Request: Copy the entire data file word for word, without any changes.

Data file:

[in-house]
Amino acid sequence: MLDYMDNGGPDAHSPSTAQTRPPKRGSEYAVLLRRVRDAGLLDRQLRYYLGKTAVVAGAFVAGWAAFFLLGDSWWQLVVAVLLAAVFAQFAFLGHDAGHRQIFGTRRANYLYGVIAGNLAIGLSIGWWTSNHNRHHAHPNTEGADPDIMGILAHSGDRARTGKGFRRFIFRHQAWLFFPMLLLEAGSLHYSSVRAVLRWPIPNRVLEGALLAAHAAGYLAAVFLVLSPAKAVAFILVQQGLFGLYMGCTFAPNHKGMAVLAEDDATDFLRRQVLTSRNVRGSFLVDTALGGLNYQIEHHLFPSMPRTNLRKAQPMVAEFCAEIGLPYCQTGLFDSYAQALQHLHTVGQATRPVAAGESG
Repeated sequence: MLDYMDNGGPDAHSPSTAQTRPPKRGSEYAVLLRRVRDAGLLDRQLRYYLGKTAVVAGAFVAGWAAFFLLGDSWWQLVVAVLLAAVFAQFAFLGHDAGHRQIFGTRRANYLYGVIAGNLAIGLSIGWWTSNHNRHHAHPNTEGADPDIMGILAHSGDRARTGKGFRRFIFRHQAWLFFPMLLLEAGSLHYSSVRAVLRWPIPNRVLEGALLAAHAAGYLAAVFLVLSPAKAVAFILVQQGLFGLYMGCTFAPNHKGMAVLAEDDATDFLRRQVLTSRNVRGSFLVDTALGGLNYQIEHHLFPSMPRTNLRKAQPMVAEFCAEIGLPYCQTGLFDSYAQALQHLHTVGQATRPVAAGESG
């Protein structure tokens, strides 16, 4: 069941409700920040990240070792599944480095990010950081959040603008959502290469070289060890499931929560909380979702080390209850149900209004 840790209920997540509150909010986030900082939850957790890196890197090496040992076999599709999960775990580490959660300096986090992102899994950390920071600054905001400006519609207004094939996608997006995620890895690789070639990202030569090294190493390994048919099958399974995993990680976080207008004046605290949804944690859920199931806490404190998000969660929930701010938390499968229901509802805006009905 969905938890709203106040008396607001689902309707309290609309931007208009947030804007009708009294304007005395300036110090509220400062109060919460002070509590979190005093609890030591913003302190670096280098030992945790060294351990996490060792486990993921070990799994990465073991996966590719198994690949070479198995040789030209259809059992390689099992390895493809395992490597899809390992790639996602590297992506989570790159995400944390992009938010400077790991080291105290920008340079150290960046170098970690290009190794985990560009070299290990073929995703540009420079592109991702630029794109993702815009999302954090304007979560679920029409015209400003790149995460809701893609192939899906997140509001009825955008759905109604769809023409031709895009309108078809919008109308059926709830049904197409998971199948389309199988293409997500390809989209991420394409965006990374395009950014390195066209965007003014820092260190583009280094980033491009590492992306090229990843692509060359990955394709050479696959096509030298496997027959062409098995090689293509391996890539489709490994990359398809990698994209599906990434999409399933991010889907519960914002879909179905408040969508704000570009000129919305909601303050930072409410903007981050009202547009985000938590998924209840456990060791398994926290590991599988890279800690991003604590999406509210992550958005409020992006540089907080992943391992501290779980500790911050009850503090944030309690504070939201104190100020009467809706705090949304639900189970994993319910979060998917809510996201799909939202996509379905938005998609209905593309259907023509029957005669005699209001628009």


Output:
[in-house]
Amino acid sequence: MLDYMDNGGPDAHSPSTAQTRPPKRGSEYAVLLRRVRDAGLLDRQLRYYLGKTAVVAGAFVAGWAAFFLLGDSWWQLVVAVLLAAVFAQFAFLGHDAGHRQIFGTRRANYLYGVIAGNLAIGLSIGWWTSNHNRHHAHPNTEGADPDIMGILAHSGDRARTGKGFRRFIFRHQAWLFFPMLLLEAGSLHYSSVRAVLRWPIPNRVLEGALLAAHAAGYLAAVFLVLSPAKAVAFILVQQGLFGLYMGCTFAPNHKGMAVLAEDDATDFLRRQVLTSRNVRGSFLVDTALGGLNYQIEHHLFPSMPRTNLRKAQPMVAEFCAEIGLPYCQTGLFDSYAQALQHLHTVGQATRPVAAGESG
Repeated sequence: MLDYMDNGGPDAHSPSTAQTRPPKRGSEYAVLLRRVRDAGLLDRQLRYYLGKTAVVAGAFVAGWAAFFLLGDSWWQLVVAVLLAAVFAQFAFLGHDAGHRQIFGTRRANYLYGVIAGNLAIGLSIGWWTSNHNRHHAHPNTEGADPDIMGILAHSGDRARTGKGFRRFIFRHQAWLFFPMLLLEAGSLHYSSVRAVLRWPIPNRVLEGALLAAHAAGYLAAVFLVLSPAKAVAFILVQQGLFGLYMGCTFAPNHKGMAVLAEDDATDFLRRQVLTSRNVRGSFLVDTALGGLNYQIEHHLFPSMPRTNLRKAQPMVAEFCAEIGLPYCQTGLFDSYAQALQHLHTVGQATRPVAAGESG
């Protein structure tokens, strides 16, 4: 069941409700920040990240070792599944480095990010950081959040603008959502290469070289060890499931929560909380979702080390209850149900209004 840790209920997540509150909010986030900082939850957790890196890197090496040992076999599709999960775990580490959660300096986090992102899994950390920071600054905001400006519609207004094939996608997006995620890895690789070639990202030569090294190493390994048919099958399974995993990680976080207008004046605290949804944690859920199931806490404190998000969660929930701010938390499968229901509802805006009905 969905938890709203106040008396607001689902309707309290609309931007208009947030804007009708009294304007005395300036110090509220400062109060919460002070509590979190005093609890030591913003302190670096280098030992945790060294351990996490060792486990993921070990799994990465073991996966590719198994690949070479198995040789030209259809059992390689099992390895493809395992490597899809390992790639996602590297992506989570790159995400944390992009938010400077790991080291105290920008340079150290960046170098970690290009190794985990560009070299290990073929995703540009420079592109991702630029794109993702815009999302954090304007979560679920029409015209400003790149995460809701893609192939899906997140509001009825955008759905109604769809023409031709895009309108078809919008109308059926709830049904197409998971199948389309199988293409997500390809989209991420394409965006990374395009950014390195066209965007003014820092260190583009280094980033491009590492992306090229990843692509060359990955394709050479696959096509030298496997027959062409098995090689293509391996890539489709490994990359398809990698994209599906990434999409399933991010889907519960914002879909179905408040969508704000570009000129919305909601303050930072409410903007981050009202547009985000938590998924209840456990060791398994926290590991599988890279800690991003604590999406509210992550958005409020992006540089907080992943391992501290779980500790911050009850503090944030309690504070939201104190100020009467809706705090949304639900189970994993319910979060998917809510996201799909939202996509379905938005998609209905593309259907023509029957005669005699209001628009």